AP photo byAnnette M. Dowlette|
Astro-photographer Chris Hetlage stands in his telescope viewing structure in Raytown, Ga., in September.
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Georgia astronomy village draws star gazers
By Dorie Turner
Associated Press Writer
SHARON, Ga. — The most important rule at this remote vacation spot is simple: no white light.
Even a sliver of the pupil-contracting rays coming from the window of a cabin at Deerlick Astronomy Village could ruin a neighbor’s view of the Milky Way. The 96-acre village in rural Taliaferro County in eastern Georgia is designed for amateur stargazers looking for total darkness and wide-open spaces to build weekend homes.
“It’s like a lake house for geeks,” said Chris Hetlage, co-founder of the village, as he tromped through the darkness toward his observatory.
Hetlage said he and his business partners figured the development would be popular. There are only two similar communities nationwide — one in Florida and one in Arizona — and he said the demand for dark skies is soaring as suburban sprawl produces more light pollution.
But Hetlage said he was surprised just how quickly the two-acres plots sold.
Star lovers — some as far away as Michigan — have snatched up all of the 17 plots that went on the market less than two years ago.
The business plan aimed for those plots to sell in five years.
The grassy field lined with trees holds six homes and nine observatories, which look like tiny cabins with retractable roofs.
Next to the houses is a 10-acre hilltop observation field where stargazers who don’t want to buy property can pitch a tent and scan the sky for free. The field is the new home of the Atlanta Astronomy Club’s telescope and the 300-member group’s annual stargazing festival, held earlier this month.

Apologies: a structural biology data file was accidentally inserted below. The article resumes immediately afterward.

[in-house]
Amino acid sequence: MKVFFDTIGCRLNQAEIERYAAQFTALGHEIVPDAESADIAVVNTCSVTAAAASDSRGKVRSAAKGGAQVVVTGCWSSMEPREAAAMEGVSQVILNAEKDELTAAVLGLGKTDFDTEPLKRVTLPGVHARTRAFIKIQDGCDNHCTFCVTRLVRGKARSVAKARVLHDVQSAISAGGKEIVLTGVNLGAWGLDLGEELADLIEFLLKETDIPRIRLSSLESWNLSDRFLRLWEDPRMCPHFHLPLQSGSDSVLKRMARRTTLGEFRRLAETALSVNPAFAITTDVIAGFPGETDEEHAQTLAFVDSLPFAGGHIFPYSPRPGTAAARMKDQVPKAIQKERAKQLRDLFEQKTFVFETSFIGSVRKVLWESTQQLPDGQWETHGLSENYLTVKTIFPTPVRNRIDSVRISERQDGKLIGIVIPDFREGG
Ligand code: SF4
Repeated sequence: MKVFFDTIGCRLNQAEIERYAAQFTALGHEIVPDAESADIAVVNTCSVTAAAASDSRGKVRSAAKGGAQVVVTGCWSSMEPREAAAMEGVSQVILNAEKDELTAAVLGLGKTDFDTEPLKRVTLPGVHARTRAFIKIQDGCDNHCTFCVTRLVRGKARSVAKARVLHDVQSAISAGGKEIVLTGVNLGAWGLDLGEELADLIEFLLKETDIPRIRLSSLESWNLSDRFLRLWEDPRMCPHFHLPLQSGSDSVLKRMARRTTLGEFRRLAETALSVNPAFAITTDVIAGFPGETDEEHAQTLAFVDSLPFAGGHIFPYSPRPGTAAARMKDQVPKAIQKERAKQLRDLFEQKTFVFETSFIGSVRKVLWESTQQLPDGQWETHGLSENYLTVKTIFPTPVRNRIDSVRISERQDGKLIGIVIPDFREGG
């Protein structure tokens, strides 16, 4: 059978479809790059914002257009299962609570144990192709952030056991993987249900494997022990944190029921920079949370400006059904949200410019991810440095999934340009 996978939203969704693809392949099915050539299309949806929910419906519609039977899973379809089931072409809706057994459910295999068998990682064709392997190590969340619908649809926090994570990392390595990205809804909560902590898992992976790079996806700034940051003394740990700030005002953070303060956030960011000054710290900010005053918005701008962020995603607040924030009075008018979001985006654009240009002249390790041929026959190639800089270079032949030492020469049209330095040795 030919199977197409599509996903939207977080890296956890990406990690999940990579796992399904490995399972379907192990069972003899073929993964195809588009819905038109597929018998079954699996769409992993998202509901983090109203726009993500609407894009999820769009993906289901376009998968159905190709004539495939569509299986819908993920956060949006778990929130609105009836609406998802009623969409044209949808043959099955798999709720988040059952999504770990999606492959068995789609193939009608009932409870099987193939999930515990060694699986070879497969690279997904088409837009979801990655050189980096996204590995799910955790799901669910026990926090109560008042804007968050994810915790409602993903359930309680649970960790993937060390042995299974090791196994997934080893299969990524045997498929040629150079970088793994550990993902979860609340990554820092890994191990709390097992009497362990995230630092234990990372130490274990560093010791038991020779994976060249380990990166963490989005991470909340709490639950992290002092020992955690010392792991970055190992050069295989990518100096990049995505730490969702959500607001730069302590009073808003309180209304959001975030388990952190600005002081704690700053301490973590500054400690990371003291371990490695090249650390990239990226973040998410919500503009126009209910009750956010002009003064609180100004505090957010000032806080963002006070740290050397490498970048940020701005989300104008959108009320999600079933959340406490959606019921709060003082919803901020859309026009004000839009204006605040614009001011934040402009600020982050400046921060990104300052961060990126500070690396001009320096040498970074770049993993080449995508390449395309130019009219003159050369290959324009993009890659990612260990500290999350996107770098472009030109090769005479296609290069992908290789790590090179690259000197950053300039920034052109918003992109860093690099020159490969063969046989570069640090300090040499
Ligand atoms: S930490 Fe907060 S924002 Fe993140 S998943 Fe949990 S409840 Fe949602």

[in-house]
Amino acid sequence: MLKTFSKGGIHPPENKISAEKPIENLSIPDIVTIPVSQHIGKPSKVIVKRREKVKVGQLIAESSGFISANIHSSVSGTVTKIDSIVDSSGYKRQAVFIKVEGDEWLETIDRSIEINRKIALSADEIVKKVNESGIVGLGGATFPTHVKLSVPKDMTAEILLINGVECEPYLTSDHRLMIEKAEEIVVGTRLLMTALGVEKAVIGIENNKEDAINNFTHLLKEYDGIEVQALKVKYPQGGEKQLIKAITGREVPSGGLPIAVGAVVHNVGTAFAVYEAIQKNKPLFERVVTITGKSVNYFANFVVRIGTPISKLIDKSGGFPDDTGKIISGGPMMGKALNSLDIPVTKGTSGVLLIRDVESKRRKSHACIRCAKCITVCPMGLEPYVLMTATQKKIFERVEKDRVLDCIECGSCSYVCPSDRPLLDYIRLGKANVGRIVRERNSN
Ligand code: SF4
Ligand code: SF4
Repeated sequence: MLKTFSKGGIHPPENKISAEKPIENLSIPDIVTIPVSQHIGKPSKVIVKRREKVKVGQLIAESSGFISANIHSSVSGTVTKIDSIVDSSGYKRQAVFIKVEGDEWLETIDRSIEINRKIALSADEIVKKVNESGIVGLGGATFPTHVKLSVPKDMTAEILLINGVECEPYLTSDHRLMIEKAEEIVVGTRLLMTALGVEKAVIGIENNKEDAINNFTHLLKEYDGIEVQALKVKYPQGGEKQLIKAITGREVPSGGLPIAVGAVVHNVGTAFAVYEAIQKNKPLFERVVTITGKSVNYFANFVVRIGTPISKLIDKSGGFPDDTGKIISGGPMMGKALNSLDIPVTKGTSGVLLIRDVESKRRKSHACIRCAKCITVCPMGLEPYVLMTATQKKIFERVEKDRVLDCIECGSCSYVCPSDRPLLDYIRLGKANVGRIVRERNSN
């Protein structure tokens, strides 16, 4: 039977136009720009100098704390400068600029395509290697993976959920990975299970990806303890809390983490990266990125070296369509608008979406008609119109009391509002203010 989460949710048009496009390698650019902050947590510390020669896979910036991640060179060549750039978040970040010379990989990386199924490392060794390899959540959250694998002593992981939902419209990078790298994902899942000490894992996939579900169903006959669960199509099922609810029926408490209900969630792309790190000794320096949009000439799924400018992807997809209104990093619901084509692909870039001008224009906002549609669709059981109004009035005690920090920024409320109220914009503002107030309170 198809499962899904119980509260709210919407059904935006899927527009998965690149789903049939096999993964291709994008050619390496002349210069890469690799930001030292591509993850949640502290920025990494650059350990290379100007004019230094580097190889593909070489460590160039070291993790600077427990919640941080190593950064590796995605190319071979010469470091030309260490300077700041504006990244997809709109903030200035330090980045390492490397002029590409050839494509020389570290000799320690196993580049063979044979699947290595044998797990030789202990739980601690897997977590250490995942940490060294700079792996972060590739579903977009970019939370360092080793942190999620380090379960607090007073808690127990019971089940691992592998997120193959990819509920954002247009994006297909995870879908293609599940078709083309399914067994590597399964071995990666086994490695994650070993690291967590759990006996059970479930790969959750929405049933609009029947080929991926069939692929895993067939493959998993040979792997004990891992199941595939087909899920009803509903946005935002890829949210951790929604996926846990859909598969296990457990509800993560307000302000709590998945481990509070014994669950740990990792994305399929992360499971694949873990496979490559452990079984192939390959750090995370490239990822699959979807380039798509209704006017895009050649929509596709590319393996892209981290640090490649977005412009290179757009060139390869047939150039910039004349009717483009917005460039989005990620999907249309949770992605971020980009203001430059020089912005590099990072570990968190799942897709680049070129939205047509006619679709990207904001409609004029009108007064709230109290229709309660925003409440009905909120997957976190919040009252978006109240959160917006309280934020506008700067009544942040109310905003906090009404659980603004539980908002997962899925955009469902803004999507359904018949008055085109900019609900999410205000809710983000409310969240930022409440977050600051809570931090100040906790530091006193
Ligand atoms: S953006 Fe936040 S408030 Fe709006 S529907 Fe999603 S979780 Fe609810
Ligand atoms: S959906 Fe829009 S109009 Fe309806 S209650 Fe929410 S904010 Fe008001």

“This is going to become one of the premier amateur stargazing sites in the Southeast,” said Tom Crowley, chairman of the club’s board, as he sat at Deerlick on a recent night.
Deerlick property owners are vigilant about white light, which contracts pupils for about half an hour and makes it tough to see anything in the dark.
Homes have only outdoor lights that are a dim red — a color that doesn’t affect the eyes the same way as white light. And windows must be lined with foam board or other light-blocking materials to prevent rays from escaping.
Cars can drive into Deerlick at night, but they can only use their parking lights to roam around.
Star gazers who wander about the property after dark use flashlights with red bulbs.
Five years ago, Hetlage and friend Donovan Conrad began hunting for small plots of land where they could build their personal observatories. The two are amateur astrophotographers who take hundreds of frames with high-powered cameras attached to telescopes and layer them on a computer to create images of galaxies 10,000 light years away.
Finding the perfect spot proved tough, as East Coast cities are so close together that the stars are drowned out by light, Hetlage said. Most of the land far enough from Atlanta’s light pollution was available only in large chunks, so Hetlage and Conrad bought a big chunk to create the astronomy village.
They named the village Deerlick after a cluster of galaxies called the Deer Lick Group.
The first few years, the men and a small group of initial investors spent weekends, holidays and spare time clearing the land for the development, putting in wiring and readying plots for plumbing. Conrad moved his three sons to the development for a year .
The family worked on the land during the day and had home schooling at night.
“I would do anything to come out here,” said 13-year-old Lucas Conrad, who now lives in suburban Atlanta. “It’s my home. I love it out here.”
Dave Lacko, who lives in Taylor, Mich., heard about Deerlick before the land parcels went up for sale and made a down payment even before his plot was ready.
“It’s great people down here, great skies,” said Lacko, who visits his observatory three to four times a year. “It’s just a unique community.”
Copyright 2005 Associated Press. All rights reserved. This material may not be published, broadcast, rewritten or redistributed.
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